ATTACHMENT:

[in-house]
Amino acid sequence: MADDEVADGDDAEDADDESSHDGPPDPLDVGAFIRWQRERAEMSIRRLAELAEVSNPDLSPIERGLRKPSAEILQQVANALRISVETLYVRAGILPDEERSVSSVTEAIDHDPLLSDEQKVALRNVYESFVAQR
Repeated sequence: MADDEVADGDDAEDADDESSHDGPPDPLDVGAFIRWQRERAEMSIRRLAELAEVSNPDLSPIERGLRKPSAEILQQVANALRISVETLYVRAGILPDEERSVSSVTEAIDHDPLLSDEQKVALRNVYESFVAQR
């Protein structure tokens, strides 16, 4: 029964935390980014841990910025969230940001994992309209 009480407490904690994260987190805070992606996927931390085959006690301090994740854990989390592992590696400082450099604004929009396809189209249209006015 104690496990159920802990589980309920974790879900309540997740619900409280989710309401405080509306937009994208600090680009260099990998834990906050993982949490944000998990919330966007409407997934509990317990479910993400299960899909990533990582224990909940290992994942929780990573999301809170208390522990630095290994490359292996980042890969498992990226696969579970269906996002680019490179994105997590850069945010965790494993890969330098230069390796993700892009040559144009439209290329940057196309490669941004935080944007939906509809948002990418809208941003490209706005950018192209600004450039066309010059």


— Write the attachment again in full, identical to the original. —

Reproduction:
[in-house]
Amino acid sequence: MADDEVADGDDAEDADDESSHDGPPDPLDVGAFIRWQRERAEMSIRRLAELAEVSNPDLSPIERGLRKPSAEILQQVANALRISVETLYVRAGILPDEERSVSSVTEAIDHDPLLSDEQKVALRNVYESFVAQR
Repeated sequence: MADDEVADGDDAEDADDESSHDGPPDPLDVGAFIRWQRERAEMSIRRLAELAEVSNPDLSPIERGLRKPSAEILQQVANALRISVETLYVRAGILPDEERSVSSVTEAIDHDPLLSDEQKVALRNVYESFVAQR
């Protein structure tokens, strides 16, 4: 029964935390980014841990910025969230940001994992309209 009480407490904690994260987190805070992606996927931390085959006690301090994740854990989390592992590696400082450099604004929009396809189209249209006015 104690496990159920802990589980309920974790879900309540997740619900409280989710309401405080509306937009994208600090680009260099990998834990906050993982949490944000998990919330966007409407997934509990317990479910993400299960899909990533990582224990909940290992994942929780990573999301809170208390522990630095290994490359292996980042890969498992990226696969579970269906996002680019490179994105997590850069945010965790494993890969330098230069390796993700892009040559144009439209290329940057196309490669941004935080944007939906509809948002990418809208941003490209706005950018192209600004450039066309010059």